• Tag Archives elm
  • Uh-oh

    Imbolc                                       Woodpecker Moon

    A chain saw morning.  Certain trees, elm and oak in particular, have windows of time when pruning does not expose them to disease:  dutch elm disease and oak wilt.  One of those windows is late winter, a window the weather gods seem determined to close early this year.

    We had some pruning on what I think of as the three sisters, three oaks growing close together on the northern edge of our garden, and on the lone young elm that resides just inside the garden fence, also on the northerly side.

    Chain saws do not like old gas, gas over 30 days in the tank, so each time I use the chain saw we have to get fresh gas, toss some two-cycle oil in it, then cranker’up.  Kate got me a gallon yesterday afternoon while she was out.  I adulterated it this morning, poured the old gas out of the chainsaw, filled it with fresh gas/oil.  It needed bar and chain oil, too, a gunky, thick oil that lubricates the chain and the bar around which it spins.  Added that.

    In the oak’s case I had to use a ladder, not a real wise idea with a chain saw, but in true stupid home owner fashion, I went ahead anyhow.  On my behalf I am very careful with the chain saw and felt this was a risk I could handle.  Worked out ok.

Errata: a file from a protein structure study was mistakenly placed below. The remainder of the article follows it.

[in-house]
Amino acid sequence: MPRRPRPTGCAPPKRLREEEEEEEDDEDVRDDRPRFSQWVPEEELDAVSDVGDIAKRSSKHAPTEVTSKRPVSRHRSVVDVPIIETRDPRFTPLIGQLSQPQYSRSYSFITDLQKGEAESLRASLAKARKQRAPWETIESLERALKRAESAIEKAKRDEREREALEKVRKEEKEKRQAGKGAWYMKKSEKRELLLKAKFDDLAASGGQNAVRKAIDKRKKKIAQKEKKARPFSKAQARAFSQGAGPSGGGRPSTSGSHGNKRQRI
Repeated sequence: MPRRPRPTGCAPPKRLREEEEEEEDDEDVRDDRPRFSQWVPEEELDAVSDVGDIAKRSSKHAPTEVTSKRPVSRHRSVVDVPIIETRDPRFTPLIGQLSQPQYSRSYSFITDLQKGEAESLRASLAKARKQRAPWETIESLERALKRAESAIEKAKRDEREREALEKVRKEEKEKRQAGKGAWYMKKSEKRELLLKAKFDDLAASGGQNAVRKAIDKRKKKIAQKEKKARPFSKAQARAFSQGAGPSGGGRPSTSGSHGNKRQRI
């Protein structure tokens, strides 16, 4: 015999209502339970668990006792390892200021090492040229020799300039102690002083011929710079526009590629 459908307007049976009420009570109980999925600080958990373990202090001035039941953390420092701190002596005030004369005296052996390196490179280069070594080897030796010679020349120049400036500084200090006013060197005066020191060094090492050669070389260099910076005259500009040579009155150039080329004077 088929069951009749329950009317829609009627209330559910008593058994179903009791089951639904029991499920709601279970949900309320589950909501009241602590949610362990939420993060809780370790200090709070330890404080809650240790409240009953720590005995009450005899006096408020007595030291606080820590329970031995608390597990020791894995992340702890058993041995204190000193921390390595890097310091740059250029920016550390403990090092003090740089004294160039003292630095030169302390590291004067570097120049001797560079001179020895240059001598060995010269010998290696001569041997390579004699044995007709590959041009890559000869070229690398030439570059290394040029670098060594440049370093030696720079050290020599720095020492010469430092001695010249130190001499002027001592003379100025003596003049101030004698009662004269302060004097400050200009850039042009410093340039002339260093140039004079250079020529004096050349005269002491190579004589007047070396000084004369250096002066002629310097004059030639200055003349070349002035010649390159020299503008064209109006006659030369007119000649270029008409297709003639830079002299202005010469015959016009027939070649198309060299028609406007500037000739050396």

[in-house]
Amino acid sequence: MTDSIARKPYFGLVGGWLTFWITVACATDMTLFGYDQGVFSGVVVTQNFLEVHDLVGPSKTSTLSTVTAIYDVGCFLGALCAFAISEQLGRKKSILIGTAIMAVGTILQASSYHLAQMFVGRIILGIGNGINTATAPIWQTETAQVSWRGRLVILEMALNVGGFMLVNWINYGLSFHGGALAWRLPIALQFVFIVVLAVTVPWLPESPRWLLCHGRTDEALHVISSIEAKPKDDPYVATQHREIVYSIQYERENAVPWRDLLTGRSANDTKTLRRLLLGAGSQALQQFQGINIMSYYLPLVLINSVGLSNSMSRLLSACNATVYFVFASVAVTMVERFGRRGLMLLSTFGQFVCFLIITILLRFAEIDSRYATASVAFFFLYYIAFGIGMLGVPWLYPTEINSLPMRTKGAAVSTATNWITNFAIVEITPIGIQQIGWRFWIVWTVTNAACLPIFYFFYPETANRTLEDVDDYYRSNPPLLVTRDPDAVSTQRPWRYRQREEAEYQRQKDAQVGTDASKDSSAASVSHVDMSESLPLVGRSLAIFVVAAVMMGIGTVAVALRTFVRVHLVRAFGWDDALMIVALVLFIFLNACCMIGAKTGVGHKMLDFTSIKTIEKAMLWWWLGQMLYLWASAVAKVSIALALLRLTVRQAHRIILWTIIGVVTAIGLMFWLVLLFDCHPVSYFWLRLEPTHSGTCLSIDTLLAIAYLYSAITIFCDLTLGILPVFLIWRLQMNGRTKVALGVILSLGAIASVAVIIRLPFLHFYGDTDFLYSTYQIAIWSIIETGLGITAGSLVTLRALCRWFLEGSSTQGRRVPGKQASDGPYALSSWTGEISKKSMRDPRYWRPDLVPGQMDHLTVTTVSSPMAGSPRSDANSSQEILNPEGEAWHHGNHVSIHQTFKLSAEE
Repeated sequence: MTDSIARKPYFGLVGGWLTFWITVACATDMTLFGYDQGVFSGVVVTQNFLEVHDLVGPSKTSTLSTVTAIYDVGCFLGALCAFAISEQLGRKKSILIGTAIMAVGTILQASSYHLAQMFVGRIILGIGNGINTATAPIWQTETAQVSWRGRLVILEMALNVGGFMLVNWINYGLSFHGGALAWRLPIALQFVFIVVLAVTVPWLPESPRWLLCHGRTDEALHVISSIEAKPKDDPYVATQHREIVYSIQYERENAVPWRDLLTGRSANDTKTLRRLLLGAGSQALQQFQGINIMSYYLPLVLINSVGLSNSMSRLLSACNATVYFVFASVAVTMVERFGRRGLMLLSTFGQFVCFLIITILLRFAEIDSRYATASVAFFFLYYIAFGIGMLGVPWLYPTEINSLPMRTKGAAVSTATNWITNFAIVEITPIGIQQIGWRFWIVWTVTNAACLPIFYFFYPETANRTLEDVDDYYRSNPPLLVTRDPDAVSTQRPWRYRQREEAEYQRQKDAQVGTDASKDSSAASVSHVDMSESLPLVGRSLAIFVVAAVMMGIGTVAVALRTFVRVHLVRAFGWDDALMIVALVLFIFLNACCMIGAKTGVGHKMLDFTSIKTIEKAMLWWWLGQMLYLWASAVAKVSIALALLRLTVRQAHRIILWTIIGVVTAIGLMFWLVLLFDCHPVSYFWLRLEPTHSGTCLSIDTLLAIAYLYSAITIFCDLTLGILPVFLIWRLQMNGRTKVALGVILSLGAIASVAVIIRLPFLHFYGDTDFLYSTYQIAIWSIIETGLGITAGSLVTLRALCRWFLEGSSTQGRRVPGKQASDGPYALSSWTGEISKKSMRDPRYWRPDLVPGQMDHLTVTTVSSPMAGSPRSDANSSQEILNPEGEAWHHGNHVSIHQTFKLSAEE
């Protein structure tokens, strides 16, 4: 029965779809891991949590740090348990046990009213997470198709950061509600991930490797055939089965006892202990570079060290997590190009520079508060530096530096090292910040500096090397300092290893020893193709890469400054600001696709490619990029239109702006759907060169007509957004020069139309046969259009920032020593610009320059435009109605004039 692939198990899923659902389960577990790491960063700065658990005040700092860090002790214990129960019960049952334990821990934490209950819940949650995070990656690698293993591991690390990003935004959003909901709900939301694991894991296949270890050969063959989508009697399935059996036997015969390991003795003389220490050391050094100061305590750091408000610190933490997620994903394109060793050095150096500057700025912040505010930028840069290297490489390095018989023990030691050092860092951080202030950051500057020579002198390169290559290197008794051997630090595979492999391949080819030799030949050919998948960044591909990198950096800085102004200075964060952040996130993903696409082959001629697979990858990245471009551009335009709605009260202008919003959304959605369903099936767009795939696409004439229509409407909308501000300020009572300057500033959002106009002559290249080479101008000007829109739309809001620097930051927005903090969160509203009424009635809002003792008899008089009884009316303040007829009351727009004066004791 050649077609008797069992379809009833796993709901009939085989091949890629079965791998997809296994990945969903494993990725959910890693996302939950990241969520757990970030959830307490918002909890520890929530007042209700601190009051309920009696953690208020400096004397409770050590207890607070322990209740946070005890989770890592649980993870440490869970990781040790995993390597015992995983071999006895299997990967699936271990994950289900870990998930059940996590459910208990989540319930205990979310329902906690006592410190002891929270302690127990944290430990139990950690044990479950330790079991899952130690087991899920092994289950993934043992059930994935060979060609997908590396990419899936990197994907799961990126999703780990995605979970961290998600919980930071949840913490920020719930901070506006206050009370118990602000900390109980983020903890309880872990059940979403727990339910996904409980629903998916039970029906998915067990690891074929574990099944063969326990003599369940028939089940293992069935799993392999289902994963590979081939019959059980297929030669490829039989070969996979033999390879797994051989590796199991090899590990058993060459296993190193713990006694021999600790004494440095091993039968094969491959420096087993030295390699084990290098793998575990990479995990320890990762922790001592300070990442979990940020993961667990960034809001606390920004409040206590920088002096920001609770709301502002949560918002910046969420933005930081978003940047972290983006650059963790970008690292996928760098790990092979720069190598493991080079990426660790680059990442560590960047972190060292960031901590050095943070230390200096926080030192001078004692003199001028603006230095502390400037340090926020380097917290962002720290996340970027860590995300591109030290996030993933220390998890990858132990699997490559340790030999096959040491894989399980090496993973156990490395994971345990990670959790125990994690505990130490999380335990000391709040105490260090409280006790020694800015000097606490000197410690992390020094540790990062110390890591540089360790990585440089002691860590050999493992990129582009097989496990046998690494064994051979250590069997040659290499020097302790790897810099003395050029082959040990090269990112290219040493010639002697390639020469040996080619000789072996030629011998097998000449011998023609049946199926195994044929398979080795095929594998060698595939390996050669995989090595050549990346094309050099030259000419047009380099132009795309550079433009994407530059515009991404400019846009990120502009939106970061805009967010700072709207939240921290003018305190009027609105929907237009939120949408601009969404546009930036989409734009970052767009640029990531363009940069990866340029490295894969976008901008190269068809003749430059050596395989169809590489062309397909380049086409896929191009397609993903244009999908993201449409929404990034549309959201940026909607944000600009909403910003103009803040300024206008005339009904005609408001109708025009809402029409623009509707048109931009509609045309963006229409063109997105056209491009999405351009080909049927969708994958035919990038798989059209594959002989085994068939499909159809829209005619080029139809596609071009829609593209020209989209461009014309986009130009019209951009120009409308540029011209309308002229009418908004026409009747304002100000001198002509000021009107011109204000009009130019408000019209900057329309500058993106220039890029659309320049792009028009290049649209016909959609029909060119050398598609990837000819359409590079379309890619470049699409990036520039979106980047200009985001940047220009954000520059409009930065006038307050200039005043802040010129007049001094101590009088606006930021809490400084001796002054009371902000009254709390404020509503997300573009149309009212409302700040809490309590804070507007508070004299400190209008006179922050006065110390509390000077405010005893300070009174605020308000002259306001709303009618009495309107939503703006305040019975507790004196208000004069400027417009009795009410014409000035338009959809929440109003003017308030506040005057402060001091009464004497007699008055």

The elm did not require the ladder.

    The limbs and branches are down.  At some future point I’ll limb them and cut them up for brush or firewood, probably firewood since we purchased a steel fire pit at the end of last summer and have yet to install it.

  • Acts of Omission

    Fall                                                                      Waning Autumn Moon

    Went out in a cool fall afternoon, cut open bags of composted manure, spread them with a cultivator, working it into the soil.  Poured leaves from our trees over the top.  An investment in next year’s garden, the last act of the gardening year.

    The ash tree in the garden has no leaves.  I wonder about its future with the ash borer; it may die, leaving a large part of our garden open to the sun again.  In that sense its death would be a good thing, but it’s one of several trees I decided to let grow, early when we moved here.

    I cut down a whole grove of black locust, a fine wood for posts and other uses, but bearers of large thorns.  In that grove was a young ash, a young elm and three young oaks.  Instead of removing them, I left them and now 17 years later they are all young adults, grown tall and filled with leaves.  All over the property I have practiced this let it alone arborism and there are now mature trees in several spots.

    They’ve grown up here as we have grown older here.  I feel a special bond with them and this ash in particular because it’s in the center of our garden.

    Over the years I’ve wondered how often our acts of omission, not cutting down these young trees for example, influence the future in positive ways.  What about those acts I chose not to commit?  The grudges I let go.  The times when we leave well enough alone not out of avoidance, but out of love.  It’s hard to tell in human lives, but in the instance of trees, it’s very clear.